He flicked some switches and the door closed. The holoscreen lit up and everybody saw another flash in the distance.

Bong!

Kilmeade said, “Is this thing bulletproof?”

“Let’s not hang around to find out. Get us airborne, Curly. Now!”

“Yes, ma’am!”

Curly pulled back on the throttle with his free hand and the transport shot up in the air. He angled it back toward the water and sped away.

Bong!

A final bullet bounced off its side as a parting shot hit the craft.

Kilmeade looked over at the Captain, fear and worry in her eyes. She said, “Why were they shooting at us, ma’am?”

Benson took a deep breath and sighed. She said, “My guess is the natives are hostile. It’s been years since the League sent a ship to this planet. Maybe they think we’re invading or something.”

Several kilometers out over water, Benson ordered Curly to stop. The transport hovered in place while Kilmeade broke out a medpack. One of the engineers, a man by the name of Nguyen, quickly administered anesthetic. He cut into Curly’s shoulder and efficiently extracted the bullet.

“What is that?” Kilmeade said. “A musket ball?”

“It looks like a Minnie ball,” Nguyen said. “See how it’s shaped? It’s a step above a simple round ball. This kind is more accurate. If I had to guess, it came from a flintlock or something. They were using muzzleloaders. Really old technology.”

“Effective, though,” Curly said, his mind still working despite the pain. “A few inches over and it would have caught me in the neck.”

Nguyen said, “Stay still, Curly. Let’s get the nanobots in your system so they can repair you.”

Curly nodded and watched as Kilmeade pulled a pneumatic syringe out.

Benson said, “Let’s open the armory doors. Everyone retrieve a weapon. We’ll wait until nightfall to land again and establish a perimeter. I don’t want to be taken by surprise from snipers again, no matter how primitive their weapons.”

Kilmeade said, “Why were they shooting at us, ma’am?”

Benson shook her head and said, “I don’t know.”

She reached out and took a gun someone handed her, nodding her thanks.

She said, “But it was a foolish decision.”

Condor Rising 36

The holographic circle appeared in the courtyard outside Thrall Manor, and Julian Thrall popped into existence.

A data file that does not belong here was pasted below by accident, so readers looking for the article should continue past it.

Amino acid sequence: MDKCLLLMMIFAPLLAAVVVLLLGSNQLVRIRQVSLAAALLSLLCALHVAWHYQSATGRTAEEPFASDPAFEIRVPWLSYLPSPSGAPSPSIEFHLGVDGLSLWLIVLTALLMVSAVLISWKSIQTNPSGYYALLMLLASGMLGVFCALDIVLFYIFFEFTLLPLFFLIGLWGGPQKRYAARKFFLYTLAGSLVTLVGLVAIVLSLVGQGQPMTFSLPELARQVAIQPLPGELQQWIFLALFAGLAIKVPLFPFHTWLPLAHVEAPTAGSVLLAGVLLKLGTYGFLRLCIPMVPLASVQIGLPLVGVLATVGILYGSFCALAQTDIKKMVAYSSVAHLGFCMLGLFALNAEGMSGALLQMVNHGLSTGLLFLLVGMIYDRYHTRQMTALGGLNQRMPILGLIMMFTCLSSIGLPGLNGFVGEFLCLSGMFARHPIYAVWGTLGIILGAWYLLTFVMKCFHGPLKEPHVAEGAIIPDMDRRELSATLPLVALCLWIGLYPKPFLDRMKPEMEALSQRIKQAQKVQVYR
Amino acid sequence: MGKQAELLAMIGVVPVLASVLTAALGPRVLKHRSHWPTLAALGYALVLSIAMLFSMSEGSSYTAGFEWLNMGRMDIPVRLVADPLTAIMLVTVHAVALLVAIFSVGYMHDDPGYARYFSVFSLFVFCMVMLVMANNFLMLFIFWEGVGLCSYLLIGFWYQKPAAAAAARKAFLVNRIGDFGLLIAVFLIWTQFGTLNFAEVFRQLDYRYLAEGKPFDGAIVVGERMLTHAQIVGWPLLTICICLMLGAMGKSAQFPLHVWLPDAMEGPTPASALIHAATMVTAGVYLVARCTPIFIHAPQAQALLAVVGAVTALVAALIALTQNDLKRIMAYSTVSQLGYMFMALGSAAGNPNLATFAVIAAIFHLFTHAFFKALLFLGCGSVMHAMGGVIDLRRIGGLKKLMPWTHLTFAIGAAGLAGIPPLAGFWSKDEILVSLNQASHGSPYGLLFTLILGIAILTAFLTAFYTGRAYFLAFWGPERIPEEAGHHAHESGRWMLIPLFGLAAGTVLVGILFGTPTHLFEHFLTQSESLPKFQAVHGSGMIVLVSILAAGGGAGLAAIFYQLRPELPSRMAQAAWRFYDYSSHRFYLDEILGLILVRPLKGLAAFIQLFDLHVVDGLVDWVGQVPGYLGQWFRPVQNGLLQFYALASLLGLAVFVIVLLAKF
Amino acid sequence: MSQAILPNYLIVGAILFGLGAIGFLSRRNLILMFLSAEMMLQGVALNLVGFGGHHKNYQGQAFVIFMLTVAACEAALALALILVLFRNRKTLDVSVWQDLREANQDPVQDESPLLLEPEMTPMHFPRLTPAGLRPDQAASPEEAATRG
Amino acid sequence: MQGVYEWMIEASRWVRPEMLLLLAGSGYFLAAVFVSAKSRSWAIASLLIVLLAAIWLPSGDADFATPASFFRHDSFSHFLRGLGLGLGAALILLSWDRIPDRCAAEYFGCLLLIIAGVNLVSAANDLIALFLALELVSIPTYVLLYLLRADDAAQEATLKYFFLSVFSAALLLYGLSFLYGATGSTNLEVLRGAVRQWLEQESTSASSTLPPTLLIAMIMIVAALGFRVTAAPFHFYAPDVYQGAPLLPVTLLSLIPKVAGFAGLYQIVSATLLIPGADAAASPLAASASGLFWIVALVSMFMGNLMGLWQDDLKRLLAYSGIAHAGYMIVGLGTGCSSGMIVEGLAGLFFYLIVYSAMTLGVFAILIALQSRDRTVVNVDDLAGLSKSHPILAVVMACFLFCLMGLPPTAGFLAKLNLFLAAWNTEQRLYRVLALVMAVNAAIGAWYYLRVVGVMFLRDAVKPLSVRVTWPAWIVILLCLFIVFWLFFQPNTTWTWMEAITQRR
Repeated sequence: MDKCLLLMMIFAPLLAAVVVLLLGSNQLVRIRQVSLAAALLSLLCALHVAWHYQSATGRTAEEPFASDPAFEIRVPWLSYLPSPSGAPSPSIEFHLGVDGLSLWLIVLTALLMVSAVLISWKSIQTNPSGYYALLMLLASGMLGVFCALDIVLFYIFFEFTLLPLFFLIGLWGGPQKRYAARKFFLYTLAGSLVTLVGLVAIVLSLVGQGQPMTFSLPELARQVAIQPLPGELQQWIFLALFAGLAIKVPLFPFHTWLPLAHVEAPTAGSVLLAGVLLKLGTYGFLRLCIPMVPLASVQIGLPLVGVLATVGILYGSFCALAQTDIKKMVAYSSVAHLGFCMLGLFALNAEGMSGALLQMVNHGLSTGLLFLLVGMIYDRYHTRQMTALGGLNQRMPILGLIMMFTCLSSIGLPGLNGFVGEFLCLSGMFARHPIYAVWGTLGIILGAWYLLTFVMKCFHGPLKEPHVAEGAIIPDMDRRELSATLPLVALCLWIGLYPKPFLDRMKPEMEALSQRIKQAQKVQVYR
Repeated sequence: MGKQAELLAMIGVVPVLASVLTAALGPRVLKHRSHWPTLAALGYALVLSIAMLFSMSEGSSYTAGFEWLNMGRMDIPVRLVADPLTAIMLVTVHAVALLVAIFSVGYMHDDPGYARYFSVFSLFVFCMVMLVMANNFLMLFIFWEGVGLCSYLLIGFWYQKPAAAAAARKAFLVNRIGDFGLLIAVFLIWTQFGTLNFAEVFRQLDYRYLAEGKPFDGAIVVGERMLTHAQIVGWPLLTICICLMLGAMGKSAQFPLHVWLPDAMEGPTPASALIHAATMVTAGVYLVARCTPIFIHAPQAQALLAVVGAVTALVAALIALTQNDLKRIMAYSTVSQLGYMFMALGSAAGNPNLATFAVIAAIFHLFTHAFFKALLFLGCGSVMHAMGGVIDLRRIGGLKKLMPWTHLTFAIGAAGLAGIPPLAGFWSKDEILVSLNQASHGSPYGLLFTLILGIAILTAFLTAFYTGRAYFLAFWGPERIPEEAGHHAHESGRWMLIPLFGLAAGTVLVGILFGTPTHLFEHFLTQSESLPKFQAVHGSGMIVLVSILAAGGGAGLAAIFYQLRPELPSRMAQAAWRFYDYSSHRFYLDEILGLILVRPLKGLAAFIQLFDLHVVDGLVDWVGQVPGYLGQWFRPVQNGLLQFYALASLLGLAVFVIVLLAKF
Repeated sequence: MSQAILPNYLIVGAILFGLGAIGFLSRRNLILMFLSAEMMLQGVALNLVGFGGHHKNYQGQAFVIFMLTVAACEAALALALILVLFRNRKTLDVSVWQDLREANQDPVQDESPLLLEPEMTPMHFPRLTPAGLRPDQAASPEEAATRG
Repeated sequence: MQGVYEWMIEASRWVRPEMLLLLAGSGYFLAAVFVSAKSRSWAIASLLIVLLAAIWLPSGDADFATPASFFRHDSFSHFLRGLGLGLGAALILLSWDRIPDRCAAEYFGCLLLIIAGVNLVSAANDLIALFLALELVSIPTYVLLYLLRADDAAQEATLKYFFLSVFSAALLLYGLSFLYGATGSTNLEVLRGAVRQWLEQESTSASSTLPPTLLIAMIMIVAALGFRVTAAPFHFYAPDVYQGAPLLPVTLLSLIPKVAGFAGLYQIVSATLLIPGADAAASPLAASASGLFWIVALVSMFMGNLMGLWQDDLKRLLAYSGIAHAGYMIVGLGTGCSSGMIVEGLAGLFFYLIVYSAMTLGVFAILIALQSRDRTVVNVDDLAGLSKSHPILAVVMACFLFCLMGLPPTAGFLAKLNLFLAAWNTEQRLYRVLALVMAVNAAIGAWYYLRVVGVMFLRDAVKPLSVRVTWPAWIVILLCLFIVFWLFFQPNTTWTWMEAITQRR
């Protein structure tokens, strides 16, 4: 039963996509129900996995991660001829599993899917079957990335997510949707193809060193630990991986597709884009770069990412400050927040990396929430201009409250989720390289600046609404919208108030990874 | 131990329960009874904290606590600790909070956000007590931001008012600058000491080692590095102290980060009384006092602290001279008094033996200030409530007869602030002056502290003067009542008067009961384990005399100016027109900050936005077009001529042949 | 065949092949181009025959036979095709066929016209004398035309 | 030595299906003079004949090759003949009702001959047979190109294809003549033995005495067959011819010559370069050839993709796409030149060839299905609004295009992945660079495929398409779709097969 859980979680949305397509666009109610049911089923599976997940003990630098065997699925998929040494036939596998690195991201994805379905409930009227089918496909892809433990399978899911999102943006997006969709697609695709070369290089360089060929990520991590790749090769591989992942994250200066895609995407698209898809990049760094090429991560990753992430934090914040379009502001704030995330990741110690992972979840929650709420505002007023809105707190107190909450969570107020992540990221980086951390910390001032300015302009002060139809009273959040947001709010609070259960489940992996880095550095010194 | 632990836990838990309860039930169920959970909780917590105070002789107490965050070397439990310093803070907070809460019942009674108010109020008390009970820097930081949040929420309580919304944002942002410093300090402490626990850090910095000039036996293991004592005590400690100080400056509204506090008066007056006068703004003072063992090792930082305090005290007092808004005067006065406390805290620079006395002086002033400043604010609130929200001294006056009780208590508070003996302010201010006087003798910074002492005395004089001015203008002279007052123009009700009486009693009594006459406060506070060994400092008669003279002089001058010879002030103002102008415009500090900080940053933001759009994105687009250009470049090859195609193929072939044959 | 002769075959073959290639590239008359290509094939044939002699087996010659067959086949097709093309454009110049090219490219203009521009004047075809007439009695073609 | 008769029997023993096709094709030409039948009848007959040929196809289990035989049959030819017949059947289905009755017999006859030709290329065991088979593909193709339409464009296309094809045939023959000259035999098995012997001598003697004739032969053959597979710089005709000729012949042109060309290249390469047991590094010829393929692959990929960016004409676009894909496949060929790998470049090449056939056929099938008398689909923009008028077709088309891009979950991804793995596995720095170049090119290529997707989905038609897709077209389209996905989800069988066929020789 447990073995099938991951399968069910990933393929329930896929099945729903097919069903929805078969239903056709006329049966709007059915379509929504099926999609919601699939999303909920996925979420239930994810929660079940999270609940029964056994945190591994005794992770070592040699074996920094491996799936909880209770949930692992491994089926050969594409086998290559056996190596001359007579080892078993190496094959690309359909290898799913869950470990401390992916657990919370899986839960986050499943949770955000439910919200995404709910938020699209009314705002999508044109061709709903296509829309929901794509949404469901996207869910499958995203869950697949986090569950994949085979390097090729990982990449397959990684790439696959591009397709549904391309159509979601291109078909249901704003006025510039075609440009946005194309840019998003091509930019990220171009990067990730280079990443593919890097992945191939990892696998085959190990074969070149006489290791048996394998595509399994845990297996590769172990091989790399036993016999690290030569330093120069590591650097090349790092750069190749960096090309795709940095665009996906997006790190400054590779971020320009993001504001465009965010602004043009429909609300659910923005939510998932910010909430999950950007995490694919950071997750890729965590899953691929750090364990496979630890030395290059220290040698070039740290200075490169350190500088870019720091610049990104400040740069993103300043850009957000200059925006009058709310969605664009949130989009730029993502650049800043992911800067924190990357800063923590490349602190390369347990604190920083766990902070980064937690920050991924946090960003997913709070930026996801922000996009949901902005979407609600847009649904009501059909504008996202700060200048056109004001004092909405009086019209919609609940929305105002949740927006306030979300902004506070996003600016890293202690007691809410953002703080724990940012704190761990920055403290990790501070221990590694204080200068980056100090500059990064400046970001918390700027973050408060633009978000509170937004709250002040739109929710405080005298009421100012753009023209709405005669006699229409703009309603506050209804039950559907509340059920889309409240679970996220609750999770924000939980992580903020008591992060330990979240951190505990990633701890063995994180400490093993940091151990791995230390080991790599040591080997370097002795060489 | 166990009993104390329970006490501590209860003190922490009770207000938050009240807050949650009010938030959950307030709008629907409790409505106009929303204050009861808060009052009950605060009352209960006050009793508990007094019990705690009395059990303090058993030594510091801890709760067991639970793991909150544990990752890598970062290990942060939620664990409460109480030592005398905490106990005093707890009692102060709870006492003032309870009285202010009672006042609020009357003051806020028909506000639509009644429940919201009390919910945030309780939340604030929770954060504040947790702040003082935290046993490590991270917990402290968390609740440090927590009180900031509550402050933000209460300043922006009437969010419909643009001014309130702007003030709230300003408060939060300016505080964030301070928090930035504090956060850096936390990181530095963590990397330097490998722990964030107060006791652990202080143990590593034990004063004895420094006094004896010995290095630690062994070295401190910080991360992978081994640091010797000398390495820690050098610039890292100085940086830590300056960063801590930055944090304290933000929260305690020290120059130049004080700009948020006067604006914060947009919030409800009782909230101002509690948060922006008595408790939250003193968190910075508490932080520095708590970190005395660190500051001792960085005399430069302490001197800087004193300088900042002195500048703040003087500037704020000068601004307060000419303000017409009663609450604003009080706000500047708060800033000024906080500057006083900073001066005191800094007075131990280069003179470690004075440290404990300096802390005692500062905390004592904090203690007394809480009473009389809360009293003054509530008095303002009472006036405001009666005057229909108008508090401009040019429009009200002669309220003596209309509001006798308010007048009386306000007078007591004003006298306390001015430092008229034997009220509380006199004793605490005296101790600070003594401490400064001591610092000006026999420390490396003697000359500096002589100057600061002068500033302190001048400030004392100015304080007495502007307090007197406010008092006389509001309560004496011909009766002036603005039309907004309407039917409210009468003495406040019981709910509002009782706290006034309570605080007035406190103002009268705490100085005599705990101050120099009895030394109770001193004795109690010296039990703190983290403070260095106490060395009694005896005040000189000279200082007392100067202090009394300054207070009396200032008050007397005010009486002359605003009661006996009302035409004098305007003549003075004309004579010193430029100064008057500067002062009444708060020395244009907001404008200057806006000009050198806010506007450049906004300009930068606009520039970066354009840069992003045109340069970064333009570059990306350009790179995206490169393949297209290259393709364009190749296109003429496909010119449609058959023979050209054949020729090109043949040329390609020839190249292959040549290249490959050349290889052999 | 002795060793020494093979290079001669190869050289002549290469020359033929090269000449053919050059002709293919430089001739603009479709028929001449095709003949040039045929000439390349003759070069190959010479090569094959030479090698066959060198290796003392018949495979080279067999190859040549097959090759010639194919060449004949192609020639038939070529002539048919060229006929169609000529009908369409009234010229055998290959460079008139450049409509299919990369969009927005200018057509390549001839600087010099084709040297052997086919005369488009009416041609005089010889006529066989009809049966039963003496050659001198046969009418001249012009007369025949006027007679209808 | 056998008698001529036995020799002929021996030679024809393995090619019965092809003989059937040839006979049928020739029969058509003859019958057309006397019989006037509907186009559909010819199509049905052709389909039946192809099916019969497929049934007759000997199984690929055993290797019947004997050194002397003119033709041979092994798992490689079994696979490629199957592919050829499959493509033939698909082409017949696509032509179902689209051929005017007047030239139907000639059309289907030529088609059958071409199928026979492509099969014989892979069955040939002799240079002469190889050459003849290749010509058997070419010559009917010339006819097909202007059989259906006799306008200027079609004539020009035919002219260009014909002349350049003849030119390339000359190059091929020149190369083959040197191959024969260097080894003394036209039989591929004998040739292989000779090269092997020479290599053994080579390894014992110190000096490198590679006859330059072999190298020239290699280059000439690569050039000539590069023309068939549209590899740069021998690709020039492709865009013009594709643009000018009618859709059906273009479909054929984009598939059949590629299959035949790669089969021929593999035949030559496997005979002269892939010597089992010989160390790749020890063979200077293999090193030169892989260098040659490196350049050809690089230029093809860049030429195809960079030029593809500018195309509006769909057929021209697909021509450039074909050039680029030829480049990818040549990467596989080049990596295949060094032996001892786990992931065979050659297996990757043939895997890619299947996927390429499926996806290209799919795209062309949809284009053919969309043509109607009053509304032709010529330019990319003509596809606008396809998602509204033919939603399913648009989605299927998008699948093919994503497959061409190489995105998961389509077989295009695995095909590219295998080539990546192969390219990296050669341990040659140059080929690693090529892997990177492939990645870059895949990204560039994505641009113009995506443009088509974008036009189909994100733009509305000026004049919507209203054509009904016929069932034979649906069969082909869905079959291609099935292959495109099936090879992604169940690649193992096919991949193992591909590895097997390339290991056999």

He walked in silence to the house, head bent down and eyes unfocused.

He passed the new and improved guardbots the Navy had sent. These recent models from Thespar Industries had armored heads. They were square, with sloping sides that connected to the shoulders. They had no neck, and personally Thrall thought they looked like monstrosities. But Thespar engineers had assured him this new model could not be taken down by small explosions to the head like the previous ones.

Thrall ignored the two at either side of the door to the gym, which swished open for him as he approached.

Inside, all had been cleaned and repaired from the recent attacks on the house. It still irritated him that SSI had managed to infiltrate his home so easily and attack his daughter. And, Jillian had somehow escaped.

At first, he thought she had been captured by SSI. But, with the help of StarCen he finally figured out that Jillian had teleported away. She had teleported without the assistance of StarCen.

This was still something of a mystery to the Tetrarch. He struggled to fill in the gaps of his knowledge. Evidently, an enemy ship had sneaked into their solar system and taken her. That was the only feasible explanation for what happened.

Then word from the Petra Roe ambassador on Lute came back to him. Jillian was seen on that world again. Even more intriguing, the ambassador thought a woman who looked like his other daughter was present as well. Julia had been off his grid for over a year.

He still did not know how the pirates pulled off the stunt, but he knew what to do from the lesson learned by it. First, he had taken steps to once again retrieve Jillian, now that he knew where she was. The Navy and SSI retrieved her last time, it was true. But both organizations were stretched thin at the moment, and he certainly did not trust SSI. So he called in one more favor, this time with a different organization . . .

The other measure involved security. He directed the Navy to increase diligence in all League solar systems, and keep an eye out for enemy ships lurking at the periphery.

Sure enough, another pirate ship . . . the same one? . . . was caught hiding out in the Juventas system. This time they were not so lucky, and were quickly chased off.

But Thrall was not so sure their mission had been a failure. SSI Juventas had suffered some serious setbacks lately. He had difficulties getting much information from them. But Thrall and Edgar Munk went back many years, and maintained a cordial professional relationship. Munk now headed up SSI on Epsilon, and nominally, at least, was head of the entire organization. A personal call to Munk had led to the news that SSI Juventas had truly suffered. Terrorists had taken out their director. Thrall knew something about that since one of his Vice Admirals was killed in the same bombing.

But Munk hinted at something more. Some other lapses occurred that Munk was more vague about. One of his best field agents had disappeared while trying to bring in some valuable intelligence. Munk did not know what the data pertained to, but if he heard anything that would help the Navy, he assured Thrall he would mention it.

Thrall paused at the stairs and wondered if the agent had discovered something about the Republican’s new Condor-class ship and its devastating weapon.